Taipei Med Univ, Coll Med Sci & Technol, Taipei, Taiwan.;Semarang State Univ, Dept Publ Hlth, Semarang City, Indonesia..
    Nolte, Sandra
    Deakin Univ, Sch Hlth & Social Dev, Populat Hlth Strateg Res Ctr, Burwood, Vic, Australia.;Deakin Univ, Populat Hlth Strateg Res Ctr, Sch Hlth & Social Dev, Geelong, Vic, Australia..
    Nomura, Marika
    Natl Inst Publ Hlth, Saitama, Japan..
    Norheim, Ole F.
    Univ Bergen, Bergen, Norway..
    Norrving, Bo
    Lund Univ, Skane Univ Hosp, Dept Clin Sci Lund, Neurol, Lund, Sweden..
    Noubiap, Jean Jacques N.
    Univ Cape Town, Cape Town, South Africa.;Med Diagnost Ctr, Yaounde, Cameroon..
    Obermeyer, Carla Makhlouf
    Amer Univ Beirut, Fac Hlth Sci, Ctr Res Populat & Hlth, Beirut, Lebanon..
    Ogbo, Felix Akpojene
    Univ Western Sydney, Ctr Hlth Res, Penrith, NSW, Australia..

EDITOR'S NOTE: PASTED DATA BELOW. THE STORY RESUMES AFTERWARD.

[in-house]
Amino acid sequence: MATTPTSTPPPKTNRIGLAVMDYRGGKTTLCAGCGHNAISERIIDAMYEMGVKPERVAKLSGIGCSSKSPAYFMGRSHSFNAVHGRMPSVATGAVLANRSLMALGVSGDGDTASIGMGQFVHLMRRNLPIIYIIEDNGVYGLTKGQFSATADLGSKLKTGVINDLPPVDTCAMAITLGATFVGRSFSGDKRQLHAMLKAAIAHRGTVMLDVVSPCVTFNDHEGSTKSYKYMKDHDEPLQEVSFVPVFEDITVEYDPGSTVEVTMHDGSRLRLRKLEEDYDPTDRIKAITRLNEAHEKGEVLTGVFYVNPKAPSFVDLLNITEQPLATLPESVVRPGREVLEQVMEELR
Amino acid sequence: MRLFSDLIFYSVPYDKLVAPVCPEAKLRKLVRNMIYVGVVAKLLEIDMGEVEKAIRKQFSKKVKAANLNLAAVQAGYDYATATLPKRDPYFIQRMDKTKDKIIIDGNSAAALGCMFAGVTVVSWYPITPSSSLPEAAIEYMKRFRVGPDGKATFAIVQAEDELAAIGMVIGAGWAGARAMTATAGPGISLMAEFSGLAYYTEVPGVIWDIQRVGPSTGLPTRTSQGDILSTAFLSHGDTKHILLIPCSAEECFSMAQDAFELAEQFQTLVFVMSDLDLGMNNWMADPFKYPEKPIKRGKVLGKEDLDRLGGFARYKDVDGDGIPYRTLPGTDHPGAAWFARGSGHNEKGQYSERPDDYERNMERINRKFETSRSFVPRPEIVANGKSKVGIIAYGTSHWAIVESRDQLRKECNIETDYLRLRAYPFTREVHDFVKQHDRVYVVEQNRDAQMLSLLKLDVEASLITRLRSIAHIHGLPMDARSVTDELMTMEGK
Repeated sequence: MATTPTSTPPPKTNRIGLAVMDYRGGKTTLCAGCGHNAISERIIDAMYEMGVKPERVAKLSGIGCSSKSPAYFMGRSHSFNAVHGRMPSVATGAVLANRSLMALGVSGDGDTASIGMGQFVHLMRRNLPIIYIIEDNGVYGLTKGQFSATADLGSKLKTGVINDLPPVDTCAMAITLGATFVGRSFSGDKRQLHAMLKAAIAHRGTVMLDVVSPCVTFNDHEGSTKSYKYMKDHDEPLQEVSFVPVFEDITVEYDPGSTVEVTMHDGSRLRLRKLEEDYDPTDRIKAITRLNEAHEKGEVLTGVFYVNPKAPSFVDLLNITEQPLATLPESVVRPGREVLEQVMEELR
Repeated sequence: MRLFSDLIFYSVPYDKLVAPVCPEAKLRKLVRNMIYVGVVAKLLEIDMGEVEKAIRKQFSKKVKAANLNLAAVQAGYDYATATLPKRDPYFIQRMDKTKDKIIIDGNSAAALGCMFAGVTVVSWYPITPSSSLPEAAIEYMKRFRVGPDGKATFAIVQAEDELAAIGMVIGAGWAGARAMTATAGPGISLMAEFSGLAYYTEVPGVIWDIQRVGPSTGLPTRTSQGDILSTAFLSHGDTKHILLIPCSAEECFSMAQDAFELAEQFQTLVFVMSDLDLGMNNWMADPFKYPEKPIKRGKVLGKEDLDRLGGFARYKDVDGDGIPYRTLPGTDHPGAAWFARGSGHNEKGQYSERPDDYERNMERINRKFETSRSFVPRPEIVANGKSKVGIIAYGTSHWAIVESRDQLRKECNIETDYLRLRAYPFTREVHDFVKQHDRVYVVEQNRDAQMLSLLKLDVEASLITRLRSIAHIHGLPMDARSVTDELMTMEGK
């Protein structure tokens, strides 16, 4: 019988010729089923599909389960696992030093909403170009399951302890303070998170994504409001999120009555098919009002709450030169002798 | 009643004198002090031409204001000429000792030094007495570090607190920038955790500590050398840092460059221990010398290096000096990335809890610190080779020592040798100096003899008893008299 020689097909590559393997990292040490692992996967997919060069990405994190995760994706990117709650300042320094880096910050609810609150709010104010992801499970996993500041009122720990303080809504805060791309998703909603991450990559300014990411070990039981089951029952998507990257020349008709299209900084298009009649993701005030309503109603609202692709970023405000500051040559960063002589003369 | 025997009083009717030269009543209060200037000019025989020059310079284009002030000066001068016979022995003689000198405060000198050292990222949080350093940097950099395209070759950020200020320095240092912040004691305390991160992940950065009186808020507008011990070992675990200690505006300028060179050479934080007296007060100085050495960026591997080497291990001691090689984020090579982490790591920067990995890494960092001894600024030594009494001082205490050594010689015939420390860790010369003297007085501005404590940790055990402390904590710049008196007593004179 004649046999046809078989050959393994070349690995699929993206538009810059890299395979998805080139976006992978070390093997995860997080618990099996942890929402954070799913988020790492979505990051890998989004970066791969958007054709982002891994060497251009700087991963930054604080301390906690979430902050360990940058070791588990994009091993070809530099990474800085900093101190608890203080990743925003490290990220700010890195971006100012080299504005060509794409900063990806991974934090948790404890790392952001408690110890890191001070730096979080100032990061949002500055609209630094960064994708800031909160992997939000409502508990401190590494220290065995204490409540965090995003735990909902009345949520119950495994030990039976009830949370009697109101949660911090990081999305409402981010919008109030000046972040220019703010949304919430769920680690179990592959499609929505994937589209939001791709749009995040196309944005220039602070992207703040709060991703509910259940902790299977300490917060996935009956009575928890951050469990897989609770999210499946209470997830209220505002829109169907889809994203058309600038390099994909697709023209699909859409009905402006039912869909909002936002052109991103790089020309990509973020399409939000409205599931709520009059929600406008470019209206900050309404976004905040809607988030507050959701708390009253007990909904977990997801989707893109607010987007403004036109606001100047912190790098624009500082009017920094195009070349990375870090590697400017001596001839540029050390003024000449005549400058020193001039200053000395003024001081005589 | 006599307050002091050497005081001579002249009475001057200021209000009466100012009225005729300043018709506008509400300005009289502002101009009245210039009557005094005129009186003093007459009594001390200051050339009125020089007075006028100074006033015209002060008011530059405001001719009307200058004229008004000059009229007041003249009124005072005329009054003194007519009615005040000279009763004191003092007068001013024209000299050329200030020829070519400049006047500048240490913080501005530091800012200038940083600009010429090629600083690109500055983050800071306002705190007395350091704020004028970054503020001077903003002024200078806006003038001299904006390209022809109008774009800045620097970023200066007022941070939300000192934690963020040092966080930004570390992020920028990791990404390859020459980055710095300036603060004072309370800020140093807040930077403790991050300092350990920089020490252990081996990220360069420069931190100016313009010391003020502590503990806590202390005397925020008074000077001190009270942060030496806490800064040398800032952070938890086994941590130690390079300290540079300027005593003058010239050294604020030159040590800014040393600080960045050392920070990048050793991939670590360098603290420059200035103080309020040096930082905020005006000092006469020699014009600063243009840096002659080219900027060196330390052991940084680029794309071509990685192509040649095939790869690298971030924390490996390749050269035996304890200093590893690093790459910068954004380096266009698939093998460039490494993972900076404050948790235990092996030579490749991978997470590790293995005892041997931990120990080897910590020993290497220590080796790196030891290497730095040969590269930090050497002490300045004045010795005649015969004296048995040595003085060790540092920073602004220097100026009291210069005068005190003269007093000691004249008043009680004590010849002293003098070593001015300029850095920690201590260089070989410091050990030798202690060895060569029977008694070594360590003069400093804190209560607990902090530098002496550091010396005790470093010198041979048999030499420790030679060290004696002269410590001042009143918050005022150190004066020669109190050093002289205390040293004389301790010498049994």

Oh, In-Hwan
    Kyung Hee Univ, Sch Med, Dept Prevent Med, Seoul, South Korea..
    Okoro, Anselm
    Soc Family Hlth, Abuja, Nigeria..
    Oladimeji, Olanrewaju
    HSRC, Durban, South Africa.;Univ KwaZulu Natal, Durban, South Africa..
    Olagunju, Andrew Toyin
    Univ Adelaide, Adealaide, SA, Australia..
    Olivares, Pedro R.
    Univ Autonoma Chile, Talca, Chile..
    Olsen, Helen E.
    Univ Washington, Inst Hlth Metr & Evaluat, 2301 5th Ave,Suite 600, Seattle, WA 98195 USA..
    Olusanya, Bolajoko Olubukunola
    Ctr Healthy Start Initiat, Lagos, Nigeria..
    Olusanya, Jacob Olusegun
    Ctr Healthy Start Initiat, Lagos, Nigeria..
    Opio, John Nelson
    Lira Dist Local Govt, Lira Municipal Council, Lira, Uganda..
    Oren, Eyal
    Univ Arizona, Tucson, AZ USA..
    Ortiz, Alberto
    IIS Fdn Jimenez Diaz UAM, Madrid, Spain..